“Georgia is really strange,” Pavie said of the epidemic.
However, Pavie and other experts have no doubts as to why the disease was so fatal there.
Many counties rank near the bottom nationally in terms of median household income. It is well known in public health circles that poor communities have limited access to health care and much higher rates of chronic diseases, including diabetes and heart disease.
These are also just the types of preexisting conditions that the coronavirus has been shown to enjoy.
This same economic factor is probably the reason why the county of origin of New Orleans and nine others in Louisiana rank in the top 50 of the mortality rate from coronavirus.
A Mardi Gras celebration that, in hindsight, should have been canceled, may have helped to spread the virus widely. But the underlying poor health is what made him so deadly.
“COVID-19 just brought these things to the surface,” said Hewlett.
On April 2, health officials in Louisa County, Iowa reported the first COVID-19 infection in the community.
“Although this is the first case in Louisa County, it may not be the last,” said the local public health administrator that day. It certainly turned out to be an understatement.
In just over two weeks, southeastern Iowa County, home to a pork processing plant in Tyson, had become one of the country’s first coronavirus meat hotspots. And many others have followed.
Today, seven of the top 25 counties in the country for coronavirus rates are meat packing centers, including two in Nebraska, two in Kansas and one in Iowa, Minnesota and Indiana. Often it takes less than two weeks for a community of meat packers to reach the top of the rankings.
“It’s going very fast,” said Hewlett. “It is definitely a disturbing trend. “
It is not difficult to understand either.
Homework is not an option in these facilities, and the demands of the rapidly changing production chain make social distancing difficult. Thousands of workers almost stand shoulder to shoulder to do work that was often grueling and dangerous before the pandemic.
“These are just very difficult installations to maintain social distance and stop the spread,” said Hewlett.
Of all the major epidemics, meat packaging has also been the most controversial.
Workers and their advocates say the plants are not doing enough to protect them from the deadly virus, sacrificing workers’ health for profits. Nebraska Governor Pete Ricketts and others have said that outbreaks are not only the responsibility of plants, but are also a “community problem”.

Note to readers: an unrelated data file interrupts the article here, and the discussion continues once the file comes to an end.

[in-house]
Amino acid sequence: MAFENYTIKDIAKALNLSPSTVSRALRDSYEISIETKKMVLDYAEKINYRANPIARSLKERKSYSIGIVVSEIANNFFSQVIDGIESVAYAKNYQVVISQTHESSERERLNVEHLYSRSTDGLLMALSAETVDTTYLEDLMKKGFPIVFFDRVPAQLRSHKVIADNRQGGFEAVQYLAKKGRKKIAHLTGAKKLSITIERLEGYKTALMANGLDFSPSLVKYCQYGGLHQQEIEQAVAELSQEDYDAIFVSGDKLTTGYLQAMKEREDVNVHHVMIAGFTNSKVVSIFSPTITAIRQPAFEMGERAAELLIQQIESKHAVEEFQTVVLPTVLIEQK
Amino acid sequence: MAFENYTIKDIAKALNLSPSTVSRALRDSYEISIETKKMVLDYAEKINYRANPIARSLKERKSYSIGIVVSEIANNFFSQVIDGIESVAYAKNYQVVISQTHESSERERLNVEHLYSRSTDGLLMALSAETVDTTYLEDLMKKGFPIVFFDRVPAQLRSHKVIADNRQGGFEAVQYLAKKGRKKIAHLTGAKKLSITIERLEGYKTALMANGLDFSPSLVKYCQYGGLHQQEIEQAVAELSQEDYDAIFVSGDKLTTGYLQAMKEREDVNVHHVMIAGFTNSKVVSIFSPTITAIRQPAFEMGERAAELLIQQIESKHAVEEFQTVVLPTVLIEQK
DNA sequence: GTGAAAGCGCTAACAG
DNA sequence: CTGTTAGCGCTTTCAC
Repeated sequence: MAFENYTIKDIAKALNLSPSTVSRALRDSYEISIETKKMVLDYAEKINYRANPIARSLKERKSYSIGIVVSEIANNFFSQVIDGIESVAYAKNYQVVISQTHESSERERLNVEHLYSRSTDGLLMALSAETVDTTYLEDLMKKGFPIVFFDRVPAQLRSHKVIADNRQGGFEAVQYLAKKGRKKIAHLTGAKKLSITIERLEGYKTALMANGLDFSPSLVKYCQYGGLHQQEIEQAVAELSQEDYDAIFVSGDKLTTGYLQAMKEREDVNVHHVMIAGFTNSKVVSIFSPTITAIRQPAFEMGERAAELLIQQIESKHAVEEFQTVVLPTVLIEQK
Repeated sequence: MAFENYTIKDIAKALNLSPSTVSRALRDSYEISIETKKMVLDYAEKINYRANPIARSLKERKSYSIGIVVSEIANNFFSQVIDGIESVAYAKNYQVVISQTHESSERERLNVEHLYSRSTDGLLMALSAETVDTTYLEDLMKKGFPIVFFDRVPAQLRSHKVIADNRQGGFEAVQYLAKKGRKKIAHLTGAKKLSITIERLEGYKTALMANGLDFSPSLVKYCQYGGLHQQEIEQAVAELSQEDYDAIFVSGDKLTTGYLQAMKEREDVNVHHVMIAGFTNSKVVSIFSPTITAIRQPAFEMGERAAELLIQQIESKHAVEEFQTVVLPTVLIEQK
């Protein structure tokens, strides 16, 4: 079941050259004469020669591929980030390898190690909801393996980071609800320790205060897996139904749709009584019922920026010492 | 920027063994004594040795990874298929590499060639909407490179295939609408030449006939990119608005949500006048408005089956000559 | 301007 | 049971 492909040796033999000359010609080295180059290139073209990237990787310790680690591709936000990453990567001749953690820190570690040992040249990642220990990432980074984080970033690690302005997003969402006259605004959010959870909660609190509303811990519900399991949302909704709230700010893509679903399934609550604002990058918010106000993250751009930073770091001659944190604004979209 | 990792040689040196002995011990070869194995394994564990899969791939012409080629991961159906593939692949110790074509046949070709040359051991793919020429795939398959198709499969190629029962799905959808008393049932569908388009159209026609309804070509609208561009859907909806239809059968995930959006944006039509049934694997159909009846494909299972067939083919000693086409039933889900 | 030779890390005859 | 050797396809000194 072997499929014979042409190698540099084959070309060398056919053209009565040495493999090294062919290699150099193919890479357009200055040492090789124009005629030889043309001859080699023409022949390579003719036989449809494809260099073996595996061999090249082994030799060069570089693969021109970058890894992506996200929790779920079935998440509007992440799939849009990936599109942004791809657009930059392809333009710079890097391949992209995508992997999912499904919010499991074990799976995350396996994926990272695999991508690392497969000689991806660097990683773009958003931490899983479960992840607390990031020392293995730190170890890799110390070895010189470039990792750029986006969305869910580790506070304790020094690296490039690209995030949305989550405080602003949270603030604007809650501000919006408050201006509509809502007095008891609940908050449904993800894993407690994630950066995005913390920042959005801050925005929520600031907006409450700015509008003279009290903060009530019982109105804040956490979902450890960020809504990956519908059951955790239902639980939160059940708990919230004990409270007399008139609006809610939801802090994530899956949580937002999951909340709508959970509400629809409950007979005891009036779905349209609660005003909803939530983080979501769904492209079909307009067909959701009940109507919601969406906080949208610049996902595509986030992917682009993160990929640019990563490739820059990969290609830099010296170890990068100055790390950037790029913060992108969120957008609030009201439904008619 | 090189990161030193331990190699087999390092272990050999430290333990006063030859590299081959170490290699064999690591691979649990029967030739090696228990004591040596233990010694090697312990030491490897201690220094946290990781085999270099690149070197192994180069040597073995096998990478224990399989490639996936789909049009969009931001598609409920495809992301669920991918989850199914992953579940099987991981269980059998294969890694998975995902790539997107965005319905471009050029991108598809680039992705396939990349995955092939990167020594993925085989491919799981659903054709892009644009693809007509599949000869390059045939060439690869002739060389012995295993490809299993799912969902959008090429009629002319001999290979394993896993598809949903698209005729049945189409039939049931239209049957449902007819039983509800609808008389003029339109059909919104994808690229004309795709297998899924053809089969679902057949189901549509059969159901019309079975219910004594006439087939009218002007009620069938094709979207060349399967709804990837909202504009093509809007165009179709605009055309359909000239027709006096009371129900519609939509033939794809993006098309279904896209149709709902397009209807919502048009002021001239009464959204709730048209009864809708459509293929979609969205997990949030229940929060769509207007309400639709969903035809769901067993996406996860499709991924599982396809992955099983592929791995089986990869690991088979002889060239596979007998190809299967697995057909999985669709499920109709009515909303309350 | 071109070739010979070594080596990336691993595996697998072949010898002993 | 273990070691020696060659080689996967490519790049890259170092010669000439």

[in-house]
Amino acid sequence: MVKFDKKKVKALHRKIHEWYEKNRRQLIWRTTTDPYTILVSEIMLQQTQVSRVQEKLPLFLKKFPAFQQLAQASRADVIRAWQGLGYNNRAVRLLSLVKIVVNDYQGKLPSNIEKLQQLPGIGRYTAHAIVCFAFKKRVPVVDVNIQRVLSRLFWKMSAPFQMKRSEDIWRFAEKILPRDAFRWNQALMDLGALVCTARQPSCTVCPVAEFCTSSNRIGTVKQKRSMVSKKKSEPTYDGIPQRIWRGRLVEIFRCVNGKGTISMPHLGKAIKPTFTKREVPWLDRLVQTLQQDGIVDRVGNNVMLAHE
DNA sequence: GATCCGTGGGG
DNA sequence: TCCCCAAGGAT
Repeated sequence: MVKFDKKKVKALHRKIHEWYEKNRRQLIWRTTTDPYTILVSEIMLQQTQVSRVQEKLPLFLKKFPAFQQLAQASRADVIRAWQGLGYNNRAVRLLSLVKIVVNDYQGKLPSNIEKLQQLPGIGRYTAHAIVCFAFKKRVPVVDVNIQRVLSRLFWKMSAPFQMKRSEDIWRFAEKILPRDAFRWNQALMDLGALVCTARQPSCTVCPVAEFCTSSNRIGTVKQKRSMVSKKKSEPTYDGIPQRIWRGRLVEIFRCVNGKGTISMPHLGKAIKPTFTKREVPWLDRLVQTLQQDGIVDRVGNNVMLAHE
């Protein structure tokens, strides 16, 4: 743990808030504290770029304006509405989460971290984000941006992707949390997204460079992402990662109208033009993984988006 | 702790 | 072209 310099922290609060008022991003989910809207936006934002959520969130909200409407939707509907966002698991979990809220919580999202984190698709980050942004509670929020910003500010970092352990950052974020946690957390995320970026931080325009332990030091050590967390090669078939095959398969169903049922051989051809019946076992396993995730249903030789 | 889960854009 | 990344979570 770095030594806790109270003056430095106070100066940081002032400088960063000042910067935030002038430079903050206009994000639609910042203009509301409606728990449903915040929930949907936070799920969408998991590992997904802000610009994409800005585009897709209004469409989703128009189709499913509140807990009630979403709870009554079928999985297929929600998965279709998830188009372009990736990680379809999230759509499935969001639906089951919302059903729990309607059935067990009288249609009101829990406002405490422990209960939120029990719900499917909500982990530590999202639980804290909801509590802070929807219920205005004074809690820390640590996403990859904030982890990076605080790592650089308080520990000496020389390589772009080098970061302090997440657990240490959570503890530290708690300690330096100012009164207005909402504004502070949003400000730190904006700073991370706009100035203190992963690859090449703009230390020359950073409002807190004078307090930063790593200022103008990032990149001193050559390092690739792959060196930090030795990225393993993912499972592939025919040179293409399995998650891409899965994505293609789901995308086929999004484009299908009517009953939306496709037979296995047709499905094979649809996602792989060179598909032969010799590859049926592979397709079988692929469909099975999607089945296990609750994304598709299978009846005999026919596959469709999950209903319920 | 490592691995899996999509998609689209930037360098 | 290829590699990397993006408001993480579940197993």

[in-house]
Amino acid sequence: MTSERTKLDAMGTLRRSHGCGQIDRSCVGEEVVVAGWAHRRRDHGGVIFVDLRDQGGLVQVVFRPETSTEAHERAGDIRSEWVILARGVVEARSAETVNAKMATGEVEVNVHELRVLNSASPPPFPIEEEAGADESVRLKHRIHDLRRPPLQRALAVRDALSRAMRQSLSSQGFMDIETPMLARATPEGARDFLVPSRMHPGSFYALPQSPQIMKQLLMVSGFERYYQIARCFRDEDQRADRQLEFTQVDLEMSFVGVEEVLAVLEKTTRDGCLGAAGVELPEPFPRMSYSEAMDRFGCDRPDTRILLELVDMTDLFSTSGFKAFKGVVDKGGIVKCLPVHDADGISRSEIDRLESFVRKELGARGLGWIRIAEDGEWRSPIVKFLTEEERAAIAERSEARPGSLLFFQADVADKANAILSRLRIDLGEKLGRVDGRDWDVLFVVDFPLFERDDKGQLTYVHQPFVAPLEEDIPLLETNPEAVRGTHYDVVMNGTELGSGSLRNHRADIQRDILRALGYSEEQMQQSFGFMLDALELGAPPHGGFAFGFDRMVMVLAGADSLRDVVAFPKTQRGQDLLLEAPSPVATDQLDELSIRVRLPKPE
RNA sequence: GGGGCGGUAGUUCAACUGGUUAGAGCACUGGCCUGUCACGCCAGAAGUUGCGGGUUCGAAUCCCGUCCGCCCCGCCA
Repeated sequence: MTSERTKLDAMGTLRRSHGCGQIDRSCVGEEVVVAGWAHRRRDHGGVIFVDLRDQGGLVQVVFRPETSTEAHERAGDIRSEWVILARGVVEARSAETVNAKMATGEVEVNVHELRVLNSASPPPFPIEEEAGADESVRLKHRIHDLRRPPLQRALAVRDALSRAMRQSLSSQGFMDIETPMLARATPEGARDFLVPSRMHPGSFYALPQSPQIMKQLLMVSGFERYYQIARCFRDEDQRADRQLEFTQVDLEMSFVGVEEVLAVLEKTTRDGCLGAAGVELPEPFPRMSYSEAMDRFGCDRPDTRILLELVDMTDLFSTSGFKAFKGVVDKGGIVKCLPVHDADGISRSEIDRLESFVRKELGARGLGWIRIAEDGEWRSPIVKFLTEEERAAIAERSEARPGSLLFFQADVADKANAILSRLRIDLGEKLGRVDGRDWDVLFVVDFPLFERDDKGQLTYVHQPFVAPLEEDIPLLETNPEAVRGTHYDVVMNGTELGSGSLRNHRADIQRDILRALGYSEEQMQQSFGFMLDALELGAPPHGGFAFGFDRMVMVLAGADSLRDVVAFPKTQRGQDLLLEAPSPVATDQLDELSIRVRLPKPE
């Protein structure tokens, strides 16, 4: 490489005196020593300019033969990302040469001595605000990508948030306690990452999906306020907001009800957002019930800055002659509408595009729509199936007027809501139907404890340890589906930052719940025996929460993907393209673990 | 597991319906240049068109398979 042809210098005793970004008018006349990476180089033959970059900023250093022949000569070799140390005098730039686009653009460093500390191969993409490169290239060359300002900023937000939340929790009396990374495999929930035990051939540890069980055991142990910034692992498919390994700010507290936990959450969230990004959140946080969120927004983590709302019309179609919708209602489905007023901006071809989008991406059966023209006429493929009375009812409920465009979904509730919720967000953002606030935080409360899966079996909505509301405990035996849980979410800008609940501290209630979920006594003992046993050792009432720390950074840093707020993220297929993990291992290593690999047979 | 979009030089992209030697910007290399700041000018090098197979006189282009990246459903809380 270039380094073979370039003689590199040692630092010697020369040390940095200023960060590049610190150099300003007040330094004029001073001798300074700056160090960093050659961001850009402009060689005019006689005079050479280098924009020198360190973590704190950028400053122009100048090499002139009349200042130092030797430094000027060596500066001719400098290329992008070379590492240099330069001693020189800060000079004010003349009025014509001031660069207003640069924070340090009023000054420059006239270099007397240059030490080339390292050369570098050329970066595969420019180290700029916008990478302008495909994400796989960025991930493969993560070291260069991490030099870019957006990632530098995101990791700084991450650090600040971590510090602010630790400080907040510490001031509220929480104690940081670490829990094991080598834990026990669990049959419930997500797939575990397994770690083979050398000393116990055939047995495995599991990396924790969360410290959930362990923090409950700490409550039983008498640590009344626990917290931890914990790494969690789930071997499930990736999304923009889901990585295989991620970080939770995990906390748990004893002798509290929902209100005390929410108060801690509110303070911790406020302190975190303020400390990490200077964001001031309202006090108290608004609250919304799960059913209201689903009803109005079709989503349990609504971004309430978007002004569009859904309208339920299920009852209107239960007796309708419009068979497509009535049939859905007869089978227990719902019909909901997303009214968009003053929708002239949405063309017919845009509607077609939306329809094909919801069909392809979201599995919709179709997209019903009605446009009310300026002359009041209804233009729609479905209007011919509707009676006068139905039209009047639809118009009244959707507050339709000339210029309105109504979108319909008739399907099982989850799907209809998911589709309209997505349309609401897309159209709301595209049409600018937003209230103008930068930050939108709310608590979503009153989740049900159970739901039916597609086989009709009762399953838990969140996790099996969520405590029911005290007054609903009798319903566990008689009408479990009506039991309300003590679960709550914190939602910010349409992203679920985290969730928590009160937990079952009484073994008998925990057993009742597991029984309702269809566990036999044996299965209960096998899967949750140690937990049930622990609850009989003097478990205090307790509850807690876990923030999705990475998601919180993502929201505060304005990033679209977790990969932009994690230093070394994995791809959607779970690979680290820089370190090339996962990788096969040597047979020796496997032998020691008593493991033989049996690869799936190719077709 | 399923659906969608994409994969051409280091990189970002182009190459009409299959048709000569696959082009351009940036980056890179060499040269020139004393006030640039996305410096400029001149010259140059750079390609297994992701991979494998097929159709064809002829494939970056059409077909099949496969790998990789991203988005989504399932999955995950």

Most workers in factories tend to be immigrants and refugees, and many live in extended family households and in close-knit communities. But proponents point out that immigrants working in other industries do not see the same types of explosive epidemics, designating packaging factories as the primary driver.
Meanwhile, as diseases escalated, the president signed a decree last week forcing factories to remain open to protect the food supply. Many have nevertheless suspended their operations.
Almost all of the factories report doing the same things to try to stop the virus. They use thermal analyzes to identify employees with high temperatures; distribute more personal protective equipment; the installation of acrylic shields and other barriers; and increasing the amount of cleaning and sanitation.
But the spread continues, hitting more plants each week.
So what is the answer? A team of colleagues from Hewlett’s UNMC worked on it, and last week released a list of recommendations that we hope can make a difference.
Pavie said it would be interesting to see the number of new packaging factory outbreaks in the coming weeks.
Overall, Pavie said that all of the figures in the World-Herald analysis show that there is really nothing like a national epidemic in this pandemic, or even a state epidemic.
In every county in the country where the deadly virus has spread, the reasons, circumstances, victims and results have been somewhat unique.
Pavie said, “Every epidemic tells a story. “
World-Herald editor Erin Duffy contributed to this report.
Top 25 countries with the highest per capita COVID-19 infection rates
Lincoln County, Arkansas
Bledsoe County, Tennessee
Rockland County, New York
Dakota County, Nebraska
Nobles County, Minnesota
Marion County, Ohio
Cass County, Indiana
Westchester County, New York
Pickaway County, Ohio
Nassau County, New York
Passaic County, New Jersey
Louisa County, Iowa
Seward County, Kansas
Suffolk County, New York
Union County, New Jersey
Orange County, New York
Hudson County, New Jersey
Blaine County, Idaho
Early County, Georgia
Ford County, Kansas
New York, New York
Comté de Dawson, Nebraska
Paroisse de Saint-Jean-Baptiste, Louisiane
Comté d’Essex, New Jersey
Comté de Dougherty, Géorgie